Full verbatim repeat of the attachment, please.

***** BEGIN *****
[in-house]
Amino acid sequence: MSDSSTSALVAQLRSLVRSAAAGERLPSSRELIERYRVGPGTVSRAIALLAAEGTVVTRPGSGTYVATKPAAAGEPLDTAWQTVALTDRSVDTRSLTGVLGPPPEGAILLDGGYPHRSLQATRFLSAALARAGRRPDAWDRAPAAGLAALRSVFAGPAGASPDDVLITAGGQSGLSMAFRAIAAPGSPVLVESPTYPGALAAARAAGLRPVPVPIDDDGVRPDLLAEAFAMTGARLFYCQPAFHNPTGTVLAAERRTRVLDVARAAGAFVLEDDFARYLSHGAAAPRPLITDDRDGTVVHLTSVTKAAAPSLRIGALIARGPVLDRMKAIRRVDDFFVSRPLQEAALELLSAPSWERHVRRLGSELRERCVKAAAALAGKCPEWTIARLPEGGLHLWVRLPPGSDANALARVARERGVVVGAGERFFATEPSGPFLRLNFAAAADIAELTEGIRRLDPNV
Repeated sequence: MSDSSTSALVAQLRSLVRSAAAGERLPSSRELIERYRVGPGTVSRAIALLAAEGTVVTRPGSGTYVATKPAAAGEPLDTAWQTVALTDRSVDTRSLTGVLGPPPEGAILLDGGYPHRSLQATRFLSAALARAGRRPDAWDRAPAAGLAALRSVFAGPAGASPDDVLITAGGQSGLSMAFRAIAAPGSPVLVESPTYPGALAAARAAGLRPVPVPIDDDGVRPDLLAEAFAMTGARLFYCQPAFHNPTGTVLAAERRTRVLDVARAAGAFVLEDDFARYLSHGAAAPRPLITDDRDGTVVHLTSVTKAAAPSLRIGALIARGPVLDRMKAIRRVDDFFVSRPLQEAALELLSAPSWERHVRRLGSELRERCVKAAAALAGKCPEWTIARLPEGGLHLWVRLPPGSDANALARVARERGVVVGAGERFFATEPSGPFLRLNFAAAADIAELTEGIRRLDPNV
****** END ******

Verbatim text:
[in-house]
Amino acid sequence: MSDSSTSALVAQLRSLVRSAAAGERLPSSRELIERYRVGPGTVSRAIALLAAEGTVVTRPGSGTYVATKPAAAGEPLDTAWQTVALTDRSVDTRSLTGVLGPPPEGAILLDGGYPHRSLQATRFLSAALARAGRRPDAWDRAPAAGLAALRSVFAGPAGASPDDVLITAGGQSGLSMAFRAIAAPGSPVLVESPTYPGALAAARAAGLRPVPVPIDDDGVRPDLLAEAFAMTGARLFYCQPAFHNPTGTVLAAERRTRVLDVARAAGAFVLEDDFARYLSHGAAAPRPLITDDRDGTVVHLTSVTKAAAPSLRIGALIARGPVLDRMKAIRRVDDFFVSRPLQEAALELLSAPSWERHVRRLGSELRERCVKAAAALAGKCPEWTIARLPEGGLHLWVRLPPGSDANALARVARERGVVVGAGERFFATEPSGPFLRLNFAAAADIAELTEGIRRLDPNV
Repeated sequence: MSDSSTSALVAQLRSLVRSAAAGERLPSSRELIERYRVGPGTVSRAIALLAAEGTVVTRPGSGTYVATKPAAAGEPLDTAWQTVALTDRSVDTRSLTGVLGPPPEGAILLDGGYPHRSLQATRFLSAALARAGRRPDAWDRAPAAGLAALRSVFAGPAGASPDDVLITAGGQSGLSMAFRAIAAPGSPVLVESPTYPGALAAARAAGLRPVPVPIDDDGVRPDLLAEAFAMTGARLFYCQPAFHNPTGTVLAAERRTRVLDVARAAGAFVLEDDFARYLSHGAAAPRPLITDDRDGTVVHLTSVTKAAAPSLRIGALIARGPVLDRMKAIRRVDDFFVSRPLQEAALELLSAPSWERHVRRLGSELRERCVKAAAALAGKCPEWTIARLPEGGLHLWVRLPPGSDANALARVARERGVVVGAGERFFATEPSGPFLRLNFAAAADIAELTEGIRRLDPNV